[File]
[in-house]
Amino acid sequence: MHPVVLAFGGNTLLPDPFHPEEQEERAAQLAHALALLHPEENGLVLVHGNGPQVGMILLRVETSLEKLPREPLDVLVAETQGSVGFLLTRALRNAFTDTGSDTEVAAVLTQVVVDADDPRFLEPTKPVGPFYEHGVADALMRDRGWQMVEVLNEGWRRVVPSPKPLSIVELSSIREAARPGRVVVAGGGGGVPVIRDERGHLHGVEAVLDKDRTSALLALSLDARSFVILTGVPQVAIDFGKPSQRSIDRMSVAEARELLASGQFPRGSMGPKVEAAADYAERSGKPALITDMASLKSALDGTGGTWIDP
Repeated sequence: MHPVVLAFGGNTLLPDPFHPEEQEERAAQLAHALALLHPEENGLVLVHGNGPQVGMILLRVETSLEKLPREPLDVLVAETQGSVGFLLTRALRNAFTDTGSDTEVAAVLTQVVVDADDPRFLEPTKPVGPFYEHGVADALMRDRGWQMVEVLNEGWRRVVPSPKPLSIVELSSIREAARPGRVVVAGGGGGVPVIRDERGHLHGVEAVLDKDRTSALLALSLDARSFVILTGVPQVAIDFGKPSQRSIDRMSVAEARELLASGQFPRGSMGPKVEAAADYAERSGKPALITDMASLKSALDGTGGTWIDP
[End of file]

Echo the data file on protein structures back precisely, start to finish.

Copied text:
[in-house]
Amino acid sequence: MHPVVLAFGGNTLLPDPFHPEEQEERAAQLAHALALLHPEENGLVLVHGNGPQVGMILLRVETSLEKLPREPLDVLVAETQGSVGFLLTRALRNAFTDTGSDTEVAAVLTQVVVDADDPRFLEPTKPVGPFYEHGVADALMRDRGWQMVEVLNEGWRRVVPSPKPLSIVELSSIREAARPGRVVVAGGGGGVPVIRDERGHLHGVEAVLDKDRTSALLALSLDARSFVILTGVPQVAIDFGKPSQRSIDRMSVAEARELLASGQFPRGSMGPKVEAAADYAERSGKPALITDMASLKSALDGTGGTWIDP
Repeated sequence: MHPVVLAFGGNTLLPDPFHPEEQEERAAQLAHALALLHPEENGLVLVHGNGPQVGMILLRVETSLEKLPREPLDVLVAETQGSVGFLLTRALRNAFTDTGSDTEVAAVLTQVVVDADDPRFLEPTKPVGPFYEHGVADALMRDRGWQMVEVLNEGWRRVVPSPKPLSIVELSSIREAARPGRVVVAGGGGGVPVIRDERGHLHGVEAVLDKDRTSALLALSLDARSFVILTGVPQVAIDFGKPSQRSIDRMSVAEARELLASGQFPRGSMGPKVEAAADYAERSGKPALITDMASLKSALDGTGGTWIDP